By Esme Choonara
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This article is over 7 years, 10 months old
Issue 412

Sherpa is the fascinating story of an inspiring labour dispute, set against the breathtaking scenery of the world’s highest mountain.

Film-maker Jennifer Peedom and her team were on Everest in 2014 to document the climbing season from the point of view of the Sherpas — a term used interchangeably for a Nepalese ethnic group and for all those employed to assist Western climbers.

The film crew were on the mountain when a 14,000-ton block of ice fell on the climbing route, creating an avalanche that killed 16 Sherpas. This brought into sharp focus the disproportionate risks that Sherpas take for very little reward.

Climbing Everest has become a multimillion dollar industry. At the time of the documentary there were 38 tour companies running expeditions up Everest, as well as a man in a winged suit accompanied by his obligatory media team.

For the expeditions’ clients, climbing Everest is the realisation of a dream. But for the Sherpas it is naked economic compulsion.

As Everest has become more of a leisure industry destination, the tour groups have come to expect more luxury — including base camps with flat screen TVs, rugs and recliner chairs.

It is the Sherpas who bear the brunt of this — literally. We see Sherpas — men and women — hauling huge packs up to the camps, while the “climbers” trek up with their little day sacks. The Sherpas service the Westerners — putting up their tents, cooking their food, making their morning tea.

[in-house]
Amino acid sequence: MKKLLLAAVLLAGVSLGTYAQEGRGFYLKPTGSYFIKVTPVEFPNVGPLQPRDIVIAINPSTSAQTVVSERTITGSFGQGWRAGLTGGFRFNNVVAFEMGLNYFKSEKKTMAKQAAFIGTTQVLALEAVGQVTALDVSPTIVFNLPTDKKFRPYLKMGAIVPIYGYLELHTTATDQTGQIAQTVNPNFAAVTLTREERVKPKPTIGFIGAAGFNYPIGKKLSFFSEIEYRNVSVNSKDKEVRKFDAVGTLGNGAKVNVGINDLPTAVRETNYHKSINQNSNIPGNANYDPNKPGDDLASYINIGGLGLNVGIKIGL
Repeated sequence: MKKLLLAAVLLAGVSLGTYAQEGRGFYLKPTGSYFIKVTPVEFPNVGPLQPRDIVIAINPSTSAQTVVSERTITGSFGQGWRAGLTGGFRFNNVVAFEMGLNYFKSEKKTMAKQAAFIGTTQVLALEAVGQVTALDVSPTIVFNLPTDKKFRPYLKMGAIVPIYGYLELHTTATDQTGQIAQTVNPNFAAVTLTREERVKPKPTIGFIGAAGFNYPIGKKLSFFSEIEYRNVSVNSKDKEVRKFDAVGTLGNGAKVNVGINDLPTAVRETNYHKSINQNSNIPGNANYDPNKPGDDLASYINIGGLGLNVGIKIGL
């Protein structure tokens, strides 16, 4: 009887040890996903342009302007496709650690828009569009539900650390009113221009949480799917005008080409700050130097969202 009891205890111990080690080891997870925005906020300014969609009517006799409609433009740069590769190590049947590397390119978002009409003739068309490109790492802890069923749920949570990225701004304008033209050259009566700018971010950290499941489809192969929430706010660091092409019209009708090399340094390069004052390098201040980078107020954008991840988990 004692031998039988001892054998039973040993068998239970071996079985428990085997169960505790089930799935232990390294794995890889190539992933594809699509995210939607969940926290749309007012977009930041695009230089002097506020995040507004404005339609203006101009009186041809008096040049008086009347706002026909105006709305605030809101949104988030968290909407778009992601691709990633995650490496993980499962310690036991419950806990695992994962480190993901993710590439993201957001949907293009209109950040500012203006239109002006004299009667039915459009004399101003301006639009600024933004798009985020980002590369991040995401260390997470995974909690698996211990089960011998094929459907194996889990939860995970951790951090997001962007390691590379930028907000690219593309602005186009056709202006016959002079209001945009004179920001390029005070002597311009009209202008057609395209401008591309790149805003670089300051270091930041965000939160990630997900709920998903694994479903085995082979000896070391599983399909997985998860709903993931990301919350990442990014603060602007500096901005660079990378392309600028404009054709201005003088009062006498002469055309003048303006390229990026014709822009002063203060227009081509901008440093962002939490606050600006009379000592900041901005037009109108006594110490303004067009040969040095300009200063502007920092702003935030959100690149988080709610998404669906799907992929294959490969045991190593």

It is not just heavy work — it is perilous. While the expedition climbers may cross the most treacherous part of Everest a couple of times, the Sherpas will have to cross it 30 or 40 times to set up the camps, usually in the dark. They are being paid to gamble with their lives.

After the devastation of the avalanche the Sherpas at base camp hold a mass meeting where they decide to boycott the rest of the climbing season. They want to honour the dead and they want more respect, better conditions and more compensation for the bereaved families.

The government has reaped huge sums from the growing tourist industry, but offers a meagre $400 to the bereaved families — not even enough for a funeral.

The strikers demolish the stereotype of Sherpas as smiling deferential servants.

Western climbers initially express shock and sympathy at the deaths, but when the Sherpas take action they are denounced by some as trouble makers and terrorists. One America climber even compares their decision to boycott the mountain with the attacks of 9/11.

This is an engrossing tale, with fantastic cinematography and a gripping human drama. It is a lesson in how it is possible to organise even in the most extreme of conditions.

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